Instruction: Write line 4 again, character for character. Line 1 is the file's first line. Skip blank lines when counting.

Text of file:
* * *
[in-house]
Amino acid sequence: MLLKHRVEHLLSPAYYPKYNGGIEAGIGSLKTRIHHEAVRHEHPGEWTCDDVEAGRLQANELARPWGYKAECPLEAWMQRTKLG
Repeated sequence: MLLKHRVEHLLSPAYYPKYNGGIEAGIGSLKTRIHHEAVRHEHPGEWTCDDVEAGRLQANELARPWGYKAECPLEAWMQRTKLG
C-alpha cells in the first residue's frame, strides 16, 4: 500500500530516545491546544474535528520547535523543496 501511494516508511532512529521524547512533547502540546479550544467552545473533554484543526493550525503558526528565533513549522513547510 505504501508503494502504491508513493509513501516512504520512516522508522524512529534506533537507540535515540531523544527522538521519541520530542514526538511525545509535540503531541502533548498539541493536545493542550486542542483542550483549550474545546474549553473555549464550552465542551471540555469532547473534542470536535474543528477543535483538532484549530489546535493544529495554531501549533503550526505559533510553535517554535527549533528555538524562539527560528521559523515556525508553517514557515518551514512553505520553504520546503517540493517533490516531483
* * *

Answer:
C-alpha cells in the first residue's frame, strides 16, 4: 500500500530516545491546544474535528520547535523543496 501511494516508511532512529521524547512533547502540546479550544467552545473533554484543526493550525503558526528565533513549522513547510 505504501508503494502504491508513493509513501516512504520512516522508522524512529534506533537507540535515540531523544527522538521519541520530542514526538511525545509535540503531541502533548498539541493536545493542550486542542483542550483549550474545546474549553473555549464550552465542551471540555469532547473534542470536535474543528477543535483538532484549530489546535493544529495554531501549533503550526505559533510553535517554535527549533528555538524562539527560528521559523515556525508553517514557515518551514512553505520553504520546503517540493517533490516531483